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SpHeRe31459

join:2002-10-09
Sacramento, CA
kudos:1

1 edit

said by Thespis:

Don't get me wrong, it's a cool idea. The only difference I see is that this uses an RF receiver that's plugged into the IR input on a device, while the URC system uses a small IR emitter at each device. The end result is the same. To each his own...

The end result is not always the same, the IR to RF back to IR relay stuff has indeed been around for a long time, but it's still prone to the same issues as any IR solution, in that somewhere in the chain the commands may not get sent properly.

I think what you're missing is that there is a special serial-type port on the back of most cable boxes that takes raw IR input codes directly. What's more the remotes this is used with are RF natively, so they aren't even sending out IR signals.

So it should be more reliable because this isn't just another IR transmitter system that's IR blasting the signal in the vicinity of the box (like a generic IR system would). This is a cable box specific device that takes those codes via RF (from an RF native remote) and directly sends them as raw IR (basically special hexadecimal) codes serial data into the back of the box.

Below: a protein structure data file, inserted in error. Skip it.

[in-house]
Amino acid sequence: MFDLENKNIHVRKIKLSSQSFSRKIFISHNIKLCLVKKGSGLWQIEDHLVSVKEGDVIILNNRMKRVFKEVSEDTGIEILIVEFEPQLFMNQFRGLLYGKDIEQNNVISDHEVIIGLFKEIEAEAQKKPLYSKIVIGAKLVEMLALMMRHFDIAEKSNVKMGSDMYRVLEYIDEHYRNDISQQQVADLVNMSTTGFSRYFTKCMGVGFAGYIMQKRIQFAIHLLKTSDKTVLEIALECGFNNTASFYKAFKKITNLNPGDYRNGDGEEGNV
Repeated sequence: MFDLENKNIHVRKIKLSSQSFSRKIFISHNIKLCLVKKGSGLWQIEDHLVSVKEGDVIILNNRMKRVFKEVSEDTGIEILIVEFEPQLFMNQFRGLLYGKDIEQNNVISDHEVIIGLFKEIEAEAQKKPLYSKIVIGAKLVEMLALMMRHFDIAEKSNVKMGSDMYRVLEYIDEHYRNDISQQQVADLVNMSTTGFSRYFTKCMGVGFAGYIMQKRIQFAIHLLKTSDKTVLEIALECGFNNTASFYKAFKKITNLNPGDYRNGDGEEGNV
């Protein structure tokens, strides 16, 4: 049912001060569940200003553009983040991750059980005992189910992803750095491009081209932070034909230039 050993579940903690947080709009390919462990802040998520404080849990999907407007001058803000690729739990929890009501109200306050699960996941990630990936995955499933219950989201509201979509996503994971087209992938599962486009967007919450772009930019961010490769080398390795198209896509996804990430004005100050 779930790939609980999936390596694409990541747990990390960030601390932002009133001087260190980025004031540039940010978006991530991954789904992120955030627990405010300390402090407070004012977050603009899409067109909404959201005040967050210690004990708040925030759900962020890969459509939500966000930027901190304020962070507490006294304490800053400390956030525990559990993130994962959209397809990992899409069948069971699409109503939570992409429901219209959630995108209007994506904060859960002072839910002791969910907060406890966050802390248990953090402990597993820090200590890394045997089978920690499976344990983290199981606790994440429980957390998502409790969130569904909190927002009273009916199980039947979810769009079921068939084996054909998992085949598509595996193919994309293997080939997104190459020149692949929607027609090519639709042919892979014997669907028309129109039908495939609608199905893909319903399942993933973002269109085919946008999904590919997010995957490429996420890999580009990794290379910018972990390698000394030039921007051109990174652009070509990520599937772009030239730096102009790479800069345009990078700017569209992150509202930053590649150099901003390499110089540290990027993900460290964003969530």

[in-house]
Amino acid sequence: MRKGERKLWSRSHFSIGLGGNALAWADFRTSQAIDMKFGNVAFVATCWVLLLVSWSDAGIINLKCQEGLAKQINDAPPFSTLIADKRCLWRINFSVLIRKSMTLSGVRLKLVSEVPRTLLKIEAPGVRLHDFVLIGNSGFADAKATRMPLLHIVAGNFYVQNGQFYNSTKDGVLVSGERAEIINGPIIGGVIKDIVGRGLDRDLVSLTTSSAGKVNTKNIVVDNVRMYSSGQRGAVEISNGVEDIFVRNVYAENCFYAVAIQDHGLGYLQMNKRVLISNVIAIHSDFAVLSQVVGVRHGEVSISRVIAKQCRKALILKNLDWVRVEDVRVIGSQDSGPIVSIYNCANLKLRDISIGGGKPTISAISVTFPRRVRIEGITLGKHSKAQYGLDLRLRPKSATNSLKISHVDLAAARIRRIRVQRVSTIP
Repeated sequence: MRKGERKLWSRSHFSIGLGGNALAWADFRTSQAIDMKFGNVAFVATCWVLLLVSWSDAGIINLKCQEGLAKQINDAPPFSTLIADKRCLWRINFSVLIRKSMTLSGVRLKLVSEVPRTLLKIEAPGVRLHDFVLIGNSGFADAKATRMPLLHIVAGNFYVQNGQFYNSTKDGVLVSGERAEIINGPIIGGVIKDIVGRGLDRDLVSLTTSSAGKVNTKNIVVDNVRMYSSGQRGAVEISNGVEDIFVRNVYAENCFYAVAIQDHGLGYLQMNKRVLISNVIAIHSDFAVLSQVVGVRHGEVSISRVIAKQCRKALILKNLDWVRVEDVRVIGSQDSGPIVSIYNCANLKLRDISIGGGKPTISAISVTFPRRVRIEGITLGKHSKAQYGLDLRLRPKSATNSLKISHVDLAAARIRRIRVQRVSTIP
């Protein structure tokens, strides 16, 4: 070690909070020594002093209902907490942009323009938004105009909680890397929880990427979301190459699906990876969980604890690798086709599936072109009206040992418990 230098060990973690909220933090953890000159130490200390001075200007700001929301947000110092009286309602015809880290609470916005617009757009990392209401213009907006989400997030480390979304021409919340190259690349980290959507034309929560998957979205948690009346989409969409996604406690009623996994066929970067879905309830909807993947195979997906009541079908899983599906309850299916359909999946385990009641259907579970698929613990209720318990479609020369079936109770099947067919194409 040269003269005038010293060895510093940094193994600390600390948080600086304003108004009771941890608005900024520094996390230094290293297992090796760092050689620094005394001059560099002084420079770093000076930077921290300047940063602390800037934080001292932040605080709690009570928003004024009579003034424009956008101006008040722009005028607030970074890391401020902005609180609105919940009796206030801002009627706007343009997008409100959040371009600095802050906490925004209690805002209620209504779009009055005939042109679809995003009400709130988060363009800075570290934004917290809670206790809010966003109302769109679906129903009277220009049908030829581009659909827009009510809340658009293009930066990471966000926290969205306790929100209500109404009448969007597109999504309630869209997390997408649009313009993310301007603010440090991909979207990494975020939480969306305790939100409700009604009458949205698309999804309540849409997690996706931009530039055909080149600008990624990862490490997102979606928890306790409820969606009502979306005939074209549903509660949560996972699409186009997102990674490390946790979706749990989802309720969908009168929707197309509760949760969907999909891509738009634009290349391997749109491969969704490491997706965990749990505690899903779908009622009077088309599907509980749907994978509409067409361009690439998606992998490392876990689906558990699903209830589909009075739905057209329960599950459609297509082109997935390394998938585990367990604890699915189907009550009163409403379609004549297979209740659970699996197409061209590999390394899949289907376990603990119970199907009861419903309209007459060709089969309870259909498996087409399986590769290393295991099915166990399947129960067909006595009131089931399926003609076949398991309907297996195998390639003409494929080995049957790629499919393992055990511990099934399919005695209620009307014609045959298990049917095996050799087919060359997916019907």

Thespis
I'm not an actor, but I play one on TV.
Premium
join:2004-08-03
Keller, TX

I agree, but the system I'm talking about uses a remote capable of either RF, IR or both specific to each device. In the system I'm using (URC MRF-250 with MX-350 remotes), the remote is RF to the base unit and IR from the base to the device via an individual IR emitter at each device. This is not an "IR Blaster". The MRF-350 is capable of transmitting raw IR over the serial interface. My system is about 15 years old. The MFR-350 was introduced in 2006.
»www.mito-oem.com/media/pdf/MRF-3···d5cd193b
»content.abt.com/documents/6071/mx350_man.pdf
In my opinion, this is a more versatile system, as you can use it with devices that have serial inputs and those that do not.